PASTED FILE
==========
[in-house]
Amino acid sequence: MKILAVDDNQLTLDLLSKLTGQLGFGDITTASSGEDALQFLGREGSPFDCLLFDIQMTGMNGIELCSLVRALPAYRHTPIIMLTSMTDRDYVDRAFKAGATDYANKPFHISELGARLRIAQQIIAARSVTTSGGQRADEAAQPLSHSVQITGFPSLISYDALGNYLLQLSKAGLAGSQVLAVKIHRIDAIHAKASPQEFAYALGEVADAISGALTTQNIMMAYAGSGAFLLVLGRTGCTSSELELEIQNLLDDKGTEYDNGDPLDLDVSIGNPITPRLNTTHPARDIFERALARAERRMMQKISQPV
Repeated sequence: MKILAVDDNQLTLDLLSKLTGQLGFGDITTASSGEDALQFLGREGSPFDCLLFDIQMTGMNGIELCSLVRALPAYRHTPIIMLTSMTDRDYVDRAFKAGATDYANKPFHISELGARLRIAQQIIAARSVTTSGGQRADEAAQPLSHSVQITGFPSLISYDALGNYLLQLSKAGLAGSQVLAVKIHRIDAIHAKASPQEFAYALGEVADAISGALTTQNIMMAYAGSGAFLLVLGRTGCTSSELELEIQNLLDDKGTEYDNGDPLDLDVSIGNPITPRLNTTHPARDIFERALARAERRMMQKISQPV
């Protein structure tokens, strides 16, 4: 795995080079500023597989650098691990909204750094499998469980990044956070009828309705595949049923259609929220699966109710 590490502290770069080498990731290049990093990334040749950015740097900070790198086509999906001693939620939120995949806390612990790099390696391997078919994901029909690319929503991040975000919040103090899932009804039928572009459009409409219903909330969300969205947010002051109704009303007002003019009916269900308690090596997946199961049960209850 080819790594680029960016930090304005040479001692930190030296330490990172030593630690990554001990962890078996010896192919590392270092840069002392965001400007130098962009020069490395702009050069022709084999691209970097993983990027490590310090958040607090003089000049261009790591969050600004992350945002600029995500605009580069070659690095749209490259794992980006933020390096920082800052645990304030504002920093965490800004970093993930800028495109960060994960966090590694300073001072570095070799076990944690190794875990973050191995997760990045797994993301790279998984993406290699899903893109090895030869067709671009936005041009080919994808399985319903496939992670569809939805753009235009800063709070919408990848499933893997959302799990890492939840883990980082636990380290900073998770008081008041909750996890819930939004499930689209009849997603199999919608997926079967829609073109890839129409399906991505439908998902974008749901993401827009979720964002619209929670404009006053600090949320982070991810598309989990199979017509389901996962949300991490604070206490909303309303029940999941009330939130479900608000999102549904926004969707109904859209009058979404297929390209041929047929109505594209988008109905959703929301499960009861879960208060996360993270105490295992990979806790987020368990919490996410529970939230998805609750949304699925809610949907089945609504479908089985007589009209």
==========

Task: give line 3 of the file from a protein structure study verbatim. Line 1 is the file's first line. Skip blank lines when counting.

Repeated sequence: MKILAVDDNQLTLDLLSKLTGQLGFGDITTASSGEDALQFLGREGSPFDCLLFDIQMTGMNGIELCSLVRALPAYRHTPIIMLTSMTDRDYVDRAFKAGATDYANKPFHISELGARLRIAQQIIAARSVTTSGGQRADEAAQPLSHSVQITGFPSLISYDALGNYLLQLSKAGLAGSQVLAVKIHRIDAIHAKASPQEFAYALGEVADAISGALTTQNIMMAYAGSGAFLLVLGRTGCTSSELELEIQNLLDDKGTEYDNGDPLDLDVSIGNPITPRLNTTHPARDIFERALARAERRMMQKISQPV